Michael Malamut was fixing neighbor’s cars while in high school to raise enough money to have one of his own.
Michael Malamut was fixing neighbor’s cars while in high school to raise enough money to have one of his own. The local newspaper classifieds seeded that goal. Cheap cars could be fixed or lightly refurbished and sold for a profit.
Volkswagens were good targets because everyone wanted one in the ‘60s and there were few mechanics willing to repair them. Air-cooled Volkswagens led directly to early Porsche 356s and the profit margins improved.
College was Computer Technology, it included more car repair business for working capital. After graduation IBM offered a tour and a position in trouble-shooting and repair, but compared to fixing Porsches it didn’t pay enough. A better offer came from Bob Smith VW Porsche in Hollywood.
Malamut’s self-trained experience was not quite enough but he was offered a position in Foothill VW in La Canada preparing trade-ins for resale. That was his real experience. He had bought, repaired and resold VWs and Porsches for some time.
Bill Stubbs was the service manager and recognized the natural talent in his young mechanic. The concept of “diagnostics” was a new term for an old process, but took it into a more scientific realm.
Stubbs offered: “Want to go to school to learn diagnostics?”
AutoScan, the creators of a new device to diagnose engine function, was offering to train technicians. He considered the process: The diagnostic tech would submit a report to the service writer who would give the job to a line mechanic who would get the commission.
Malamut stayed with the trade-in repairs with the goal of having his own shop. He continued to buy and sell cars in the Los Angeles Times. On a memorable Sunday, a Porsche Speedster was offered without an engine for $600, a great car for the right price.
In exchange for two cases of beer, the Bob Smith engine shop assembled an engine from pieces of broken engines. The beautifully restored Speedster became Malamut’s signature suit.
A representative of U.S. Universal lubricants and acid neutralizing additives introduced a new unexpected venture. Malamut created a series of tests of his own, just to assure himself of the acid-reducing effectiveness of the products. Impressed, the rep arranged for the company executive staff to see and hear what Malamut had done and the enthusiasm by which it was explained.
A room full of smiles offered him a full-time job doing seminars and selling the products into fleet and dealership service centers. Malamut was soon top national salesman and was working with a team.
Aware of the new situation, his high school girlfriend (now his wife) wanted a new car. Her dad, coincidentally, was a Chevrolet dealer and made the purchase easy and friendly, a remarkable style of customer service.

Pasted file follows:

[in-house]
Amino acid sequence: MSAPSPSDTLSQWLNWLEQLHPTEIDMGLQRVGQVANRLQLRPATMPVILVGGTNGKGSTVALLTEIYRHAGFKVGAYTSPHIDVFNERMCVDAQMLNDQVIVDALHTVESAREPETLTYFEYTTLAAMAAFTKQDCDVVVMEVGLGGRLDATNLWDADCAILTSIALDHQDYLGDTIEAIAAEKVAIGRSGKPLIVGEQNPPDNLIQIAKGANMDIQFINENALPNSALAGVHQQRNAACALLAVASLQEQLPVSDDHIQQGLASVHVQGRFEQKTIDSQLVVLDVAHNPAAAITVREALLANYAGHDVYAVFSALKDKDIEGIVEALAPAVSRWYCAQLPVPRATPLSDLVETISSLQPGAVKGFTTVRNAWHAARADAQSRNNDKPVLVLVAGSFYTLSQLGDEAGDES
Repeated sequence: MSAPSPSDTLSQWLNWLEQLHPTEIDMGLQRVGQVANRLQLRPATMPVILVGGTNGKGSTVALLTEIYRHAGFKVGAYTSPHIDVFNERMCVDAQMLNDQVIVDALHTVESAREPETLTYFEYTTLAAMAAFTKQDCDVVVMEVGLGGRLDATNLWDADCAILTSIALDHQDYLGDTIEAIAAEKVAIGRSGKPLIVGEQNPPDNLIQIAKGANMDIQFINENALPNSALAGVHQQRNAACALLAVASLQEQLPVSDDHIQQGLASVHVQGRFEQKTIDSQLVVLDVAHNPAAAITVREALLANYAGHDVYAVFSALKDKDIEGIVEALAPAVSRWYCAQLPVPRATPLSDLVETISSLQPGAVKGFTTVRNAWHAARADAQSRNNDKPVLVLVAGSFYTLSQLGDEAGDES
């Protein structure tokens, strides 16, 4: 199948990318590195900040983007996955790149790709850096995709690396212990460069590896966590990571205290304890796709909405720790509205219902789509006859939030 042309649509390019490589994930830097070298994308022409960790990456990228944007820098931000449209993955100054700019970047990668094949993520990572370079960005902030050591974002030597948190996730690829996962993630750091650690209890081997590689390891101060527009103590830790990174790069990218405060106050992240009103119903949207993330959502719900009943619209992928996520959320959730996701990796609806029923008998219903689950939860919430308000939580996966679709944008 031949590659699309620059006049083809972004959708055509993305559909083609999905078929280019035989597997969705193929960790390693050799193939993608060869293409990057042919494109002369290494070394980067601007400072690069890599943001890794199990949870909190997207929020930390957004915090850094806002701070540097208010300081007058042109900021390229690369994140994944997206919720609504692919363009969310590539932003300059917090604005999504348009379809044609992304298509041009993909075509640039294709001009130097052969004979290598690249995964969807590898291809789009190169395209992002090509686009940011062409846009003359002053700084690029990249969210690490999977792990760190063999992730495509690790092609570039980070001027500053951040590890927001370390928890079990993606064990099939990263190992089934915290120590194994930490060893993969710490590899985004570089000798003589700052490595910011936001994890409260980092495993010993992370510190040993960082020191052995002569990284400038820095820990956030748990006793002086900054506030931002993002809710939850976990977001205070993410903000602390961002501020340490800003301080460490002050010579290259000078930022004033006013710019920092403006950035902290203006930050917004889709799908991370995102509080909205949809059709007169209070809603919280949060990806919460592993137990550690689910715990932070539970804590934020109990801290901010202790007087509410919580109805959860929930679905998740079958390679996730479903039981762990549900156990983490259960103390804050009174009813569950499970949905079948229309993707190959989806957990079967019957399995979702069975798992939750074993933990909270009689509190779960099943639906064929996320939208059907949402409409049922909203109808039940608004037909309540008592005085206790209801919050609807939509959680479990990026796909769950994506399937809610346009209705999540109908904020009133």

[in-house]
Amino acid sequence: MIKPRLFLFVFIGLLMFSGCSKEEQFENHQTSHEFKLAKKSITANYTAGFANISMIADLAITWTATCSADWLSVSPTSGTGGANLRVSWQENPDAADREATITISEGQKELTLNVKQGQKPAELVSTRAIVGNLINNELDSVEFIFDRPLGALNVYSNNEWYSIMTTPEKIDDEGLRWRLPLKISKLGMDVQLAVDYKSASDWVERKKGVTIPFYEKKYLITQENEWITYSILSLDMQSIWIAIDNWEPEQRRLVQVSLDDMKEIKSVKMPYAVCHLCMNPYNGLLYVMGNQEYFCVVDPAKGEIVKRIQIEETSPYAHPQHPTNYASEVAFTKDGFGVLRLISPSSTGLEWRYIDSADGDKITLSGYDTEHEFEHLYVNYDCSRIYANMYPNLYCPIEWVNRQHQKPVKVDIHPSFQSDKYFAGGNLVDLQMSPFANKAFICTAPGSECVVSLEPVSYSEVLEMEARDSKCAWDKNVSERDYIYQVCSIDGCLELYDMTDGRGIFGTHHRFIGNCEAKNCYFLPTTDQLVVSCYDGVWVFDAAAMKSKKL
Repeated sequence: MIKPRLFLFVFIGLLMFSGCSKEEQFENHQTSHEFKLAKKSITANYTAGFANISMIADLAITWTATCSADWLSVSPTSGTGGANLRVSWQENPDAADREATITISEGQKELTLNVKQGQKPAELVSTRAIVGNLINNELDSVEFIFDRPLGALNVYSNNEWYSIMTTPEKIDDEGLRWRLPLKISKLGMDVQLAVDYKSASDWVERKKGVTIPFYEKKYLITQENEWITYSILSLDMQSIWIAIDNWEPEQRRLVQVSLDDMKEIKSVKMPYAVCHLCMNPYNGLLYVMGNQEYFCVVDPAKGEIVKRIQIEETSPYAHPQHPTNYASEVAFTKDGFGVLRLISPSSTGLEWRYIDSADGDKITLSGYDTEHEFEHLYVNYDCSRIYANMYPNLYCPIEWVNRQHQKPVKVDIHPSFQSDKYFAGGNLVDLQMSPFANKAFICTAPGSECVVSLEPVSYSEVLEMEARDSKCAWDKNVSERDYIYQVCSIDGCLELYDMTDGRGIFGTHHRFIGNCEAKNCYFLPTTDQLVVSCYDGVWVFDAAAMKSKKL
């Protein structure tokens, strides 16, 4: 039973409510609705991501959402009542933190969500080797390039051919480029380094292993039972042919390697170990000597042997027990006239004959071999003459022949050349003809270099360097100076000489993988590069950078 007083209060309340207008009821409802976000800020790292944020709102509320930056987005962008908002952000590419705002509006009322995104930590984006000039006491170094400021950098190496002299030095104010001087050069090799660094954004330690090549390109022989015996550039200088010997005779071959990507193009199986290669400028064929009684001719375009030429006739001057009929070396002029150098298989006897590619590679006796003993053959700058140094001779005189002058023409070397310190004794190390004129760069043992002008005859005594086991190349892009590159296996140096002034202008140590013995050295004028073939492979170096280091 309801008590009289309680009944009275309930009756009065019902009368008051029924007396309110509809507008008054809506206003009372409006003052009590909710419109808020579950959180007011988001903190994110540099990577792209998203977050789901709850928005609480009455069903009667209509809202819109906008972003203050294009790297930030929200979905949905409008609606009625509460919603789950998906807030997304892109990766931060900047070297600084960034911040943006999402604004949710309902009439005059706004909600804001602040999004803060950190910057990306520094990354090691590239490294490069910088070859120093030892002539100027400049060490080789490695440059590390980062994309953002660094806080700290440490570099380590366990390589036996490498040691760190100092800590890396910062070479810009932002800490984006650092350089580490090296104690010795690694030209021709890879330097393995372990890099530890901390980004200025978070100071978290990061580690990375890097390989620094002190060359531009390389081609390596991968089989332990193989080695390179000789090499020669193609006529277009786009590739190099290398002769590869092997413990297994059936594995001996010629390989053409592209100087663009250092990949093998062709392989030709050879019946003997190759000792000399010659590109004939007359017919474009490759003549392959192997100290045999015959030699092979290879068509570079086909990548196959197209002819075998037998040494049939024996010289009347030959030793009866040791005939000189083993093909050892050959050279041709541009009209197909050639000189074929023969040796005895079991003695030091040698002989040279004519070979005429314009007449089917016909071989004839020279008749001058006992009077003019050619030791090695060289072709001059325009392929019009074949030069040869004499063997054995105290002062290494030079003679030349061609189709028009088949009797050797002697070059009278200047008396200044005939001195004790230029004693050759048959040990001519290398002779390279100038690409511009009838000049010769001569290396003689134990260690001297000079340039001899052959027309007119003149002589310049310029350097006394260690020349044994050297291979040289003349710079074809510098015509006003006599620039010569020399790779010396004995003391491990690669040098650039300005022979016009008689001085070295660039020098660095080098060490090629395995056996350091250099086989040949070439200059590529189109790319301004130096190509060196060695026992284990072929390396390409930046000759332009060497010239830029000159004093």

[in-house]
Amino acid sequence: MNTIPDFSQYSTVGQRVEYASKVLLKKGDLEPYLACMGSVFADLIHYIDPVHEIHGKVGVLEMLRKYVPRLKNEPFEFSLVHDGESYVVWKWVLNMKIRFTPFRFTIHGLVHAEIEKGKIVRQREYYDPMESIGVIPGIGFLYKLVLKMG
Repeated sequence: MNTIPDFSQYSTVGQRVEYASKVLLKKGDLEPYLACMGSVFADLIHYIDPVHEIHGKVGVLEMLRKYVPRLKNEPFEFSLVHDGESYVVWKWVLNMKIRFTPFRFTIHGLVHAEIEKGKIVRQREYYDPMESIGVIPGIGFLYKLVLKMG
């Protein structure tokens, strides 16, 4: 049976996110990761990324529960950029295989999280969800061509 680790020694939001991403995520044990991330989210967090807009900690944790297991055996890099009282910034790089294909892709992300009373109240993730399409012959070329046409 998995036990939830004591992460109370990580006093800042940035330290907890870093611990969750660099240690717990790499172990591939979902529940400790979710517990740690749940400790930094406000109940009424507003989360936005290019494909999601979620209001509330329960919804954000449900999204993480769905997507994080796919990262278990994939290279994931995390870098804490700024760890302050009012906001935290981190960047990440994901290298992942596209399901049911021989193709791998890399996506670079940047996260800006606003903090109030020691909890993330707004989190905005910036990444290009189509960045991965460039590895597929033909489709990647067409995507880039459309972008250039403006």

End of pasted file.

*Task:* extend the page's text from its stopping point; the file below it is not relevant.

Malamut offered his friends Jim and Helen, who showed such a gracious style in the business of selling cars at their Chevrolet dealership, a partnership that would allow Jim to sell any and every kind of car. Malamut stayed with U.S. Universal and his on-going success there.
The 1973 oil crises made the car business plan virtually impossible, dealers were cutting him out; back to the newspaper classifieds and an extended business in buying, refurbishing and reselling. From an expanding inventory of quality makes he created “Autoland.” It was a hit and the concept of renting fine used cars from the inventory was even more so — and “rent to buy” was a blockbuster.
Leadership in the renamed “CarsDirect.com” and “Internet Brands” fed the serial entrepreneur and insatiable innovator and allowed his own collection to pass 100 cars, including everything from the tiniest post-war family survival transportation to the most rare and best loved of the automotive enthusiasts’ world.
In search of a larger office space to house his growing administrative staff, it was suggested he simply purchase an office building. Additional office buildings and shopping centers across California and Texas quelled the entrepreneurial hunger to a degree, but not the appetite of the “Most Passionate Enthusiast” (an honor bestowed at the most recent Rodeo Drive Conocurs).
The compulsion to expand in the world of real estate now includes the vision of an elegant facility for restoration, storage, sales — and rentals — of historically important and simply enthusiast-loved cars. Stay tuned.
The Michael Malamut Collection is not a public museum, but it is available for car club groups and charity events. Book early and describe exactly what you expect of your visit: A guided tour with stories (every collector car has one and many are worthy of a book), tables with linen and fine dining among the cars, or just access and time.
This is an impassioned enthusiast’s collection of cars we all love. There are few priceless treasures; all are realistic temptations.
Photography by Larry Crane